Ute Zahn Luthier Interview 1 Background
I moved to England from Germany, where I grew up, to train at the Newark School of Violin Making a year after graduating from high school.
I had spent the intervening year doing some volunteer work, which I was (and am) passionate about.
I had started playing the cello at the age of ten, but didn’t think I had the temperament to be a performer. I wasn’t much of a “people person”!
Thirty-some years later, I still feel like I am a luthier-in-training.
I still play the cello and have learned to enjoy performing.
When I lived in Hong Kong, I worked on several ancient qins (a form of traditional Chinese zither).
On the whole, I feel that intricate instrument work is best left to the experts, and I feel most comfortable working on violin-family instruments.
I have a few models I come back to regularly — but I do not make exact copies.
Rather, I prefer to use an existing model as a starting point and adapt it to my taste, and to what I think is going to create the sound I am after.
This sometimes means changing the shape of the arching, or the plate thicknesses; or adjusting the size and layout of the soundholes.
I have made unique models on occasion.
It has been interesting experimenting with my own outlines and finding out all the things I didn’t consider in doing so! I am open to working with customers to arrive at a model which suits them.
My clients are a mix of professional and amateur players, most of them classical musicians.
Computers might be useful, but they aren’t my favourite tool!
I have used computer drawing tools, but prefer to use a compass and ruler.
I have also used software to create thickness maps of the instruments I make, and I use recording software to measure plate frequencies. But as far as really making computers work for me, I feel I am a little behind the curve.
The most use I get out of computers is probably in the area of marketing — having a presence on social media and designing things like brochures etc.
Stragely, most musicians I know are not really focused on the choice of wood for their instrument.
They tend to trust me to make a good choice for them.
My wood buying is a little haphazard. Whenever I go to the VSA conventions, I pick up a few pieces — from Bachmann, Pahler, Old World Tonewoods. I have bought some tonewood from Tom Core, and occasionally order wood online from Tonewoods SK.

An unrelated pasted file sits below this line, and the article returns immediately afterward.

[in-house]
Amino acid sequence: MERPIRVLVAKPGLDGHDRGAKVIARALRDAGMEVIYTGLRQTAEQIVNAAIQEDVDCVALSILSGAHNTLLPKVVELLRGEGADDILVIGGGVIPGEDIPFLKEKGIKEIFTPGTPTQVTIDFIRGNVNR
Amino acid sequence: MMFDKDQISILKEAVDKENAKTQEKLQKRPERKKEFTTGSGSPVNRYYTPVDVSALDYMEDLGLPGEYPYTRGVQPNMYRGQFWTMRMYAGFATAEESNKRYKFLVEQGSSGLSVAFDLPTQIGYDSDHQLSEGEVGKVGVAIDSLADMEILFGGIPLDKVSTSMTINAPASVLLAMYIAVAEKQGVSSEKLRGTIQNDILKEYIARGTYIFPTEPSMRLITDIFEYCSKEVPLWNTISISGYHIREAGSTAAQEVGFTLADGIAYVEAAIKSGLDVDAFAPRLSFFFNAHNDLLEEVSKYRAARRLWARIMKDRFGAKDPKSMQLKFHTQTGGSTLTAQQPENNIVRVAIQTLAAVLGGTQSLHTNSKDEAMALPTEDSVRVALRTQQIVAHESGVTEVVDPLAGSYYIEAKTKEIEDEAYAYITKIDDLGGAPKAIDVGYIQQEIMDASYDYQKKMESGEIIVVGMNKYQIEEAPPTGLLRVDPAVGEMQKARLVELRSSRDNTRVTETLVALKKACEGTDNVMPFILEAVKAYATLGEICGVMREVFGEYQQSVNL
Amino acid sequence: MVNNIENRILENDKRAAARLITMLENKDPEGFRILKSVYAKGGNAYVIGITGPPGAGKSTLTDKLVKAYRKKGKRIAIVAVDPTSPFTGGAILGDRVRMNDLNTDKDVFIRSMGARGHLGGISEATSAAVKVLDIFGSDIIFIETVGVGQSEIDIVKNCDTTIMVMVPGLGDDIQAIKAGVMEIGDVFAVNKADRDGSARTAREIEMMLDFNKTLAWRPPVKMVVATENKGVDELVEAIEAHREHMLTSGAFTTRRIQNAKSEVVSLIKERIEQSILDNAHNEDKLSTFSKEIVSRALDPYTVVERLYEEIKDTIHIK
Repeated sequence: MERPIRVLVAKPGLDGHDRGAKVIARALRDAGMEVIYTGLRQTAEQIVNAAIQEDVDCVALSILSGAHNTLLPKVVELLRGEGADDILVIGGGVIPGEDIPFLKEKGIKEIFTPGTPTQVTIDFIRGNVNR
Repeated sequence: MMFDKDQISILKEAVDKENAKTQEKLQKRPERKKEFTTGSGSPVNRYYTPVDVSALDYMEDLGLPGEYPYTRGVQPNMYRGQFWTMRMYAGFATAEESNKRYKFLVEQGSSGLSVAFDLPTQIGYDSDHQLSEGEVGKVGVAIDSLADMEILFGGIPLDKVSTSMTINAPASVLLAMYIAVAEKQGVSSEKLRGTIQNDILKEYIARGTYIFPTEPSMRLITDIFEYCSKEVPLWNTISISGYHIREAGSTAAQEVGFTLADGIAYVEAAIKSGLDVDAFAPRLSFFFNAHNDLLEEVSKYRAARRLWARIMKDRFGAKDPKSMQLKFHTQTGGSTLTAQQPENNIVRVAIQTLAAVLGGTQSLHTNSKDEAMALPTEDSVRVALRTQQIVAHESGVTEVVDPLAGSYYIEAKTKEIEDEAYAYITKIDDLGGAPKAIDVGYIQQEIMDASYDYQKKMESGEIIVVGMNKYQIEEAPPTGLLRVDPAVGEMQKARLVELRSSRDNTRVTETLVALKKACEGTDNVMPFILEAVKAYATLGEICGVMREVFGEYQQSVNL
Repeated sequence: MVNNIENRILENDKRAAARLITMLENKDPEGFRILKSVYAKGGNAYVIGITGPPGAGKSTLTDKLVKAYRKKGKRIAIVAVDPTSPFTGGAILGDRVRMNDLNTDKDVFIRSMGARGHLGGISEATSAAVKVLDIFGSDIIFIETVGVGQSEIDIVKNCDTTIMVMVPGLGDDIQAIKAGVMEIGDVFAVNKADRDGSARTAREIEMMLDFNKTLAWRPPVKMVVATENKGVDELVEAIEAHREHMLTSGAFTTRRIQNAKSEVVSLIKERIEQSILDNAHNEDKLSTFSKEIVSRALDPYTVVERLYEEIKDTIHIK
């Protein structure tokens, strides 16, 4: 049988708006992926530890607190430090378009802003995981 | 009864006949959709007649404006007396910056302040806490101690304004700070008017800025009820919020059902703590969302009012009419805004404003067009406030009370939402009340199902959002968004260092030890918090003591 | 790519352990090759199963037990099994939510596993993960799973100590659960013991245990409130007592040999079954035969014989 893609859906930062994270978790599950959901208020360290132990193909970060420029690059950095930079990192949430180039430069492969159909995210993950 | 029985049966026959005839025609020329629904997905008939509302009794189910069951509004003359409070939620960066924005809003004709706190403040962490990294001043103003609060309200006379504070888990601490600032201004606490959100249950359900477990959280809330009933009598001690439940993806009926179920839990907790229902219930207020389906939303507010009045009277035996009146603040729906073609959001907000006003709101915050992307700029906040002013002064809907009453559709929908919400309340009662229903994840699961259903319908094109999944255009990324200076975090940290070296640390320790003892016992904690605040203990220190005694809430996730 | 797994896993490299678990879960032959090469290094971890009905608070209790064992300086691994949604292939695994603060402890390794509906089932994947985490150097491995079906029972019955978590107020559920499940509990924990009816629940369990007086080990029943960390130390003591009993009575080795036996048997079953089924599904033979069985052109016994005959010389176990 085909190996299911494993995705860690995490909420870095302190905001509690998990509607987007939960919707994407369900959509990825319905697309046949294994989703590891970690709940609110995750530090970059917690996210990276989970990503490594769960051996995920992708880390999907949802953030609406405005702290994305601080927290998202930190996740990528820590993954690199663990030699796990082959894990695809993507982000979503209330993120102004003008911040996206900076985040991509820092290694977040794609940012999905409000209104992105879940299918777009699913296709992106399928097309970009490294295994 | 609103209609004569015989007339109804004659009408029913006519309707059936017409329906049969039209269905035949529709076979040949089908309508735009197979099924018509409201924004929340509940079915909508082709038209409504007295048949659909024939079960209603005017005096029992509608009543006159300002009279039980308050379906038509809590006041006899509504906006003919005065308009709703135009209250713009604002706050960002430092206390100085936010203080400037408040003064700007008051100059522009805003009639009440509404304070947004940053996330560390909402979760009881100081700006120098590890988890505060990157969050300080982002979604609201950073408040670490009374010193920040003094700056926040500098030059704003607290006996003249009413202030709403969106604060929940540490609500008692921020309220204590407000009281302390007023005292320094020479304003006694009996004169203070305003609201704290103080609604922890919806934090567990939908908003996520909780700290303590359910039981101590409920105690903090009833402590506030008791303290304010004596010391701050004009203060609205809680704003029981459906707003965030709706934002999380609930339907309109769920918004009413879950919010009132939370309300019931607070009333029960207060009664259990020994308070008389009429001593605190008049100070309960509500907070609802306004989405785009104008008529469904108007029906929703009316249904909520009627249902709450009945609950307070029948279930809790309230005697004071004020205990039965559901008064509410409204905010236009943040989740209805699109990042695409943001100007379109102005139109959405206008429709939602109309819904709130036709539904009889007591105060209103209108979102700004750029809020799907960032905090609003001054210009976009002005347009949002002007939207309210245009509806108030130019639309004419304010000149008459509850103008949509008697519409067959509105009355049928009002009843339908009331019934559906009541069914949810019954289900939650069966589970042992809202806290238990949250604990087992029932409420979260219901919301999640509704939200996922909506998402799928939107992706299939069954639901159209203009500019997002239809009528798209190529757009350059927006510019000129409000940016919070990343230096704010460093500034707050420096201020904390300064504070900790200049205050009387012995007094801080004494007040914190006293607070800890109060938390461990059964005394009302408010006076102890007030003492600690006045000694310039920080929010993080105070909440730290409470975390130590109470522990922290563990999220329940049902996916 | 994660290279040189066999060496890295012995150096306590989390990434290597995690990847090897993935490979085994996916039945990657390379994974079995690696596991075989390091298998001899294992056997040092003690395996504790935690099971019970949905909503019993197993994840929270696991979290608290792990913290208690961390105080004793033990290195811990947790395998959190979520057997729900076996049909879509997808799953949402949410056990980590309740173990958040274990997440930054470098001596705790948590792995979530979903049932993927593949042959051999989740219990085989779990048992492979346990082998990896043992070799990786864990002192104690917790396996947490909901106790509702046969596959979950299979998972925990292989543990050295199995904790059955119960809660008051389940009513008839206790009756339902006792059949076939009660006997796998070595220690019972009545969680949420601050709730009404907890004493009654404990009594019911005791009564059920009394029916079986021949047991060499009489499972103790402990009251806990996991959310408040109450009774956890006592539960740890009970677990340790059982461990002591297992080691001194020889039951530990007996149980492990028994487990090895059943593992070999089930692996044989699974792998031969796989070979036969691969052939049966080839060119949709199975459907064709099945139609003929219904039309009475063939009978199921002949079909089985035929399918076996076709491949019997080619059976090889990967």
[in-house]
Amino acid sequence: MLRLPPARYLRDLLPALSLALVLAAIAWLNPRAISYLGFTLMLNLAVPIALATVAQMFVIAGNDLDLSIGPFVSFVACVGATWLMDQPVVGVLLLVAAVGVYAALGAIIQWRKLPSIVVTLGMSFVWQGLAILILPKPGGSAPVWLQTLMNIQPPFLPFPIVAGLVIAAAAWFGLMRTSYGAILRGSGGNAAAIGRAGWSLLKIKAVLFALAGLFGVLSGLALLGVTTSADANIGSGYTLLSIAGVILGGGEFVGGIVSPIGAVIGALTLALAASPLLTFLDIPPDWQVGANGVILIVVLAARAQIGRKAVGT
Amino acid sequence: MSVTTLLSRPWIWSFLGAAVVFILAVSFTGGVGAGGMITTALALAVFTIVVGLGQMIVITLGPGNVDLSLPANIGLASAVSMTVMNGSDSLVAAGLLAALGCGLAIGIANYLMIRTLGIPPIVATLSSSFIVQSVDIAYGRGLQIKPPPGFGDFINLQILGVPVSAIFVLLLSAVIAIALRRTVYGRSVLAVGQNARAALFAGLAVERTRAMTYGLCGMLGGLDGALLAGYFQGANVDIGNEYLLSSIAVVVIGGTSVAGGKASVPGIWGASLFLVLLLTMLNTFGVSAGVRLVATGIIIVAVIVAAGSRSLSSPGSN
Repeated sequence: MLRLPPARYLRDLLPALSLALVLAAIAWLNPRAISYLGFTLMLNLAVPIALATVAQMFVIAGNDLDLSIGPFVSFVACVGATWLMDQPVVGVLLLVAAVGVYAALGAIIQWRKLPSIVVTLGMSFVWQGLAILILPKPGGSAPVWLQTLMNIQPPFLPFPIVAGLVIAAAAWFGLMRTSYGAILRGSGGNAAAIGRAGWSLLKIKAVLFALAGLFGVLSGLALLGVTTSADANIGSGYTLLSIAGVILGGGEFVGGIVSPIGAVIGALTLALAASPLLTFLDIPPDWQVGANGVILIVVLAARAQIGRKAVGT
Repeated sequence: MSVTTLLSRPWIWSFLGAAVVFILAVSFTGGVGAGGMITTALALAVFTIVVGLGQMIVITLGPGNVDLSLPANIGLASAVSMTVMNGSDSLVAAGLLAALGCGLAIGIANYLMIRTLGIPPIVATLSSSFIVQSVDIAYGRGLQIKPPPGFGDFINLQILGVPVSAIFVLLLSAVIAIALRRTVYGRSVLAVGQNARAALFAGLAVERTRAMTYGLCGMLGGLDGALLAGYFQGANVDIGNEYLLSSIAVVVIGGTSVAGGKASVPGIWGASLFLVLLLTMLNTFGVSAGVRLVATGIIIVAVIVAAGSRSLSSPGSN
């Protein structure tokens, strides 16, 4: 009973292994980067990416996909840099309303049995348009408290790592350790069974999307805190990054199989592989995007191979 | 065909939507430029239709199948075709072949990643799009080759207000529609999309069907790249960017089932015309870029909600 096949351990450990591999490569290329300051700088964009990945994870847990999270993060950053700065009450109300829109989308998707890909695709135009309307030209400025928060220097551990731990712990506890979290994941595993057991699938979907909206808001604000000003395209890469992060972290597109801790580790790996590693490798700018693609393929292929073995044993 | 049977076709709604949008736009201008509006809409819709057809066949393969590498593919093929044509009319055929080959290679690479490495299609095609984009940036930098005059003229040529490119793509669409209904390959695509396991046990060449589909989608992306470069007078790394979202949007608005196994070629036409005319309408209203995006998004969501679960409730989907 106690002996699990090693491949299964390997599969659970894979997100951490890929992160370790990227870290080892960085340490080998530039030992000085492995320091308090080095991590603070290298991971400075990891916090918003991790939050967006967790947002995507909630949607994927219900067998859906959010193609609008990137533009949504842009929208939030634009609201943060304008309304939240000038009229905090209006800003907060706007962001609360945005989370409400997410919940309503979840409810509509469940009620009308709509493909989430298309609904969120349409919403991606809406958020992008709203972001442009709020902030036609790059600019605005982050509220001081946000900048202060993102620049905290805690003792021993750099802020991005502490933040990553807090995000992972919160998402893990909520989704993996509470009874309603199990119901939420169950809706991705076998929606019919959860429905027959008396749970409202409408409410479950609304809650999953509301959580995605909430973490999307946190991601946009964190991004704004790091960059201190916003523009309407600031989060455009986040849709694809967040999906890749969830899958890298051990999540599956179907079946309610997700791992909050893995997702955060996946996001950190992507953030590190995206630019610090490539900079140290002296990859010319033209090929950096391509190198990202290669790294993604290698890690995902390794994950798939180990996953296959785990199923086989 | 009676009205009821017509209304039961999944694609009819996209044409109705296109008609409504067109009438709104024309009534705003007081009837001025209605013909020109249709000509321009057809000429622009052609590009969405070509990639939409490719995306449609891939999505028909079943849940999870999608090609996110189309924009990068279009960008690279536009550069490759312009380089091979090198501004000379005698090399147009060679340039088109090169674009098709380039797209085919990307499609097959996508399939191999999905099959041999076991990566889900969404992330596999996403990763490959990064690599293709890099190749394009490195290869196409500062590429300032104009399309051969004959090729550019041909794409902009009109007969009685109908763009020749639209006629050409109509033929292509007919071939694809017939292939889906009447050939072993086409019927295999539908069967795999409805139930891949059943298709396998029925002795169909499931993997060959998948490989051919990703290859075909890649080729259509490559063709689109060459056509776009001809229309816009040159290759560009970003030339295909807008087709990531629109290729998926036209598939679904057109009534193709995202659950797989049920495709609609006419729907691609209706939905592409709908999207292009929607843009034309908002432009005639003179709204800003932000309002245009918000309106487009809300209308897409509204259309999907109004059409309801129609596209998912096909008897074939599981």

Some pieces come my way “accidentally” when colleagues are looking to offload extra wood, or someone passes away.
It is always interesting to try out new fittings, but mostly I tend to go with tried and trusted suppliers.
I try to plan ahead so I do not end up in this position!
However, before Covid I was looking to have a local craftswoman make some parts for me … but with the pandemic, I set that plan aside for now as my economic future is a bit uncertain.
My experience with electric instruments is limited to one electric violin I made, years ago.
If I were to embark on it again, I would definitely have to do my research!
I cook my own varnish from very traditional materials — rosin, linseed oil and turpentine.
I enjoy it and I feel it gives me the results I am looking for, and the flexibility to change as required.
This is honestly a question which has never come up.
I would say the only advice I would give to customers is to choose the provenance of all of their fittings wisely, and only buy tropical hardwoods from sustainable sources.
If you are thinking about becoming a luthier, you have to really love making instruments, and you have to be prepared to be in it for the long haul.
Most people do not achieve success, or even a sustainable income level, overnight.
There are a number of reputable schools to choose from, depending on where in the world you are, or want to be.
I was very happy with the training I got in Newark and would still recommend the school to any aspiring luthier.
But at best, the schools will only give a good grounding; what makes lutherie so interesting is that there is always more to be learned.
There are also excellent courses for established luthiers such as the Violin and Bow Makers’ workshops in Oberlin and similar classe in West Dean, UK,
which provide a wonderful forum for keeping the enthusiasm alive and meeting new friends from all over the world.
There is no maximum!
I would advise to buy all the cutting tools first — knives, planes, chisels, gouges; and to not be cheap or stingy.
These tools will be your friends for a lifetime.
I personally have no machines other than a grinding wheel (which has lasted me 25 years or so, to date) and a drill press. My studio is quite small, so it would be hard to fit in anything else!
When I move to a larger space, I plan to get a good band saw.
I prefer to do all the other work by hand; because that’s why I went into violin making in the first place!
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Accomplished violin maker, Ute Zahn, shares the steps to violin making,
along with insights into it’s history and traditions.
In the coming weeks, as for others luthiers for plucked string instruments, luthiers for bowed string instruments, amps & effects makers, wood & supplies dealers, lutherie events, jobs, schools & teachers subscribers on our site, you will be able to follow our series of mini-interviews dedicated to the fascinating world of luthiers.
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